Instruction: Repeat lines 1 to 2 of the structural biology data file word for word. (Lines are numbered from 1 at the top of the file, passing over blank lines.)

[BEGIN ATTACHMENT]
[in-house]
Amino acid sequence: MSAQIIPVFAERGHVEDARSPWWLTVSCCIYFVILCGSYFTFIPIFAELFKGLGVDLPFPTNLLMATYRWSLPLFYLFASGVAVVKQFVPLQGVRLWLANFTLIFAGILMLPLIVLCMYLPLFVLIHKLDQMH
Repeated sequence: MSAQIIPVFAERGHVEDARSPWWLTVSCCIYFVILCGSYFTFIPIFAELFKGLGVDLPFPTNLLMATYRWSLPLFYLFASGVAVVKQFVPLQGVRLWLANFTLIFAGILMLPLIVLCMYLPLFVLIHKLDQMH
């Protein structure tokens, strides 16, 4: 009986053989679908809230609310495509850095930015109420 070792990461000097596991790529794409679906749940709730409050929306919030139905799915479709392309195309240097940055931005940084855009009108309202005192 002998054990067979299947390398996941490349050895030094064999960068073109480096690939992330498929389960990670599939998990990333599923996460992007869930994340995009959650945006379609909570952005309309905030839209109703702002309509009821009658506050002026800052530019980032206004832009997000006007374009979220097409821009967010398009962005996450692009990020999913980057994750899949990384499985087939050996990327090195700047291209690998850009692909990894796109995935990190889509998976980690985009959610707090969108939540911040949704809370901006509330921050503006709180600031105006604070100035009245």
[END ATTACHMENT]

[in-house]
Amino acid sequence: MSAQIIPVFAERGHVEDARSPWWLTVSCCIYFVILCGSYFTFIPIFAELFKGLGVDLPFPTNLLMATYRWSLPLFYLFASGVAVVKQFVPLQGVRLWLANFTLIFAGILMLPLIVLCMYLPLFVLIHKLDQMH